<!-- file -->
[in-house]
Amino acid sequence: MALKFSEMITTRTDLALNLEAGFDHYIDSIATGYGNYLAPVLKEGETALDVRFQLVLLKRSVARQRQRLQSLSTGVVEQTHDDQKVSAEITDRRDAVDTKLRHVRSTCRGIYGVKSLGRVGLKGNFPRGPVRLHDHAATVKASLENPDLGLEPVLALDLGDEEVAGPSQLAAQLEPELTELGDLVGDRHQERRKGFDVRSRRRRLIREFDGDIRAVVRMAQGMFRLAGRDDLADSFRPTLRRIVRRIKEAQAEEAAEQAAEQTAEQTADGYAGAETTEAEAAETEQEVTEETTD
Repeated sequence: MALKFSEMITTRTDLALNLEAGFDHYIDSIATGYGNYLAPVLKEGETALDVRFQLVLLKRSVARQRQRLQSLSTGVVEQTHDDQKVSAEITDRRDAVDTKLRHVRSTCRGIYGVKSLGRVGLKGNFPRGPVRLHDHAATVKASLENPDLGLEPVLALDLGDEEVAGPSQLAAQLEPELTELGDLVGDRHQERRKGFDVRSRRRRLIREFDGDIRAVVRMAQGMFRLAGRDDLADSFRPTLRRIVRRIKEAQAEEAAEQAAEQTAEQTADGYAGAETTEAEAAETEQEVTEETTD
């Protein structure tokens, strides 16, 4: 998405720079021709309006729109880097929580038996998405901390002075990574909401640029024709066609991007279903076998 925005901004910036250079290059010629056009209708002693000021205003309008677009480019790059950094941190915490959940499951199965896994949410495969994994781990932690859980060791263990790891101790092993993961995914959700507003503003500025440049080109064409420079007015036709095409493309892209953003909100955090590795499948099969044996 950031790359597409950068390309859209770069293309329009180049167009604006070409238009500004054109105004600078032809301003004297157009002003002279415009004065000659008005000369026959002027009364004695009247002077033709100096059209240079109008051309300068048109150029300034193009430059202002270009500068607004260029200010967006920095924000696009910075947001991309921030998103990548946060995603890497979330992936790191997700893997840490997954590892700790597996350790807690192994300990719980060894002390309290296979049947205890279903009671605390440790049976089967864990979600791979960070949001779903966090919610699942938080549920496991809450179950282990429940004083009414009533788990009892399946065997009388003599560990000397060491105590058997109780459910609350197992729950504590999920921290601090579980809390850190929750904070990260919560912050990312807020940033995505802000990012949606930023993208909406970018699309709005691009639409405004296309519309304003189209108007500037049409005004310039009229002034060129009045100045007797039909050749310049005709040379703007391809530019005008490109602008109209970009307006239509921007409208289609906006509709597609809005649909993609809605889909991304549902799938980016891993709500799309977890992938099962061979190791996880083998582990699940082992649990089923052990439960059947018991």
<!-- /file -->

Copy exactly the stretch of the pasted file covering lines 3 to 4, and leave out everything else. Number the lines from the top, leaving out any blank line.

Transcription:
Repeated sequence: MALKFSEMITTRTDLALNLEAGFDHYIDSIATGYGNYLAPVLKEGETALDVRFQLVLLKRSVARQRQRLQSLSTGVVEQTHDDQKVSAEITDRRDAVDTKLRHVRSTCRGIYGVKSLGRVGLKGNFPRGPVRLHDHAATVKASLENPDLGLEPVLALDLGDEEVAGPSQLAAQLEPELTELGDLVGDRHQERRKGFDVRSRRRRLIREFDGDIRAVVRMAQGMFRLAGRDDLADSFRPTLRRIVRRIKEAQAEEAAEQAAEQTAEQTADGYAGAETTEAEAAETEQEVTEETTD
């Protein structure tokens, strides 16, 4: 998405720079021709309006729109880097929580038996998405901390002075990574909401640029024709066609991007279903076998 925005901004910036250079290059010629056009209708002693000021205003309008677009480019790059950094941190915490959940499951199965896994949410495969994994781990932690859980060791263990790891101790092993993961995914959700507003503003500025440049080109064409420079007015036709095409493309892209953003909100955090590795499948099969044996 950031790359597409950068390309859209770069293309329009180049167009604006070409238009500004054109105004600078032809301003004297157009002003002279415009004065000659008005000369026959002027009364004695009247002077033709100096059209240079109008051309300068048109150029300034193009430059202002270009500068607004260029200010967006920095924000696009910075947001991309921030998103990548946060995603890497979330992936790191997700893997840490997954590892700790597996350790807690192994300990719980060894002390309290296979049947205890279903009671605390440790049976089967864990979600791979960070949001779903966090919610699942938080549920496991809450179950282990429940004083009414009533788990009892399946065997009388003599560990000397060491105590058997109780459910609350197992729950504590999920921290601090579980809390850190929750904070990260919560912050990312807020940033995505802000990012949606930023993208909406970018699309709005691009639409405004296309519309304003189209108007500037049409005004310039009229002034060129009045100045007797039909050749310049005709040379703007391809530019005008490109602008109209970009307006239509921007409208289609906006509709597609809005649909993609809605889909991304549902799938980016891993709500799309977890992938099962061979190791996880083998582990699940082992649990089923052990439960059947018991």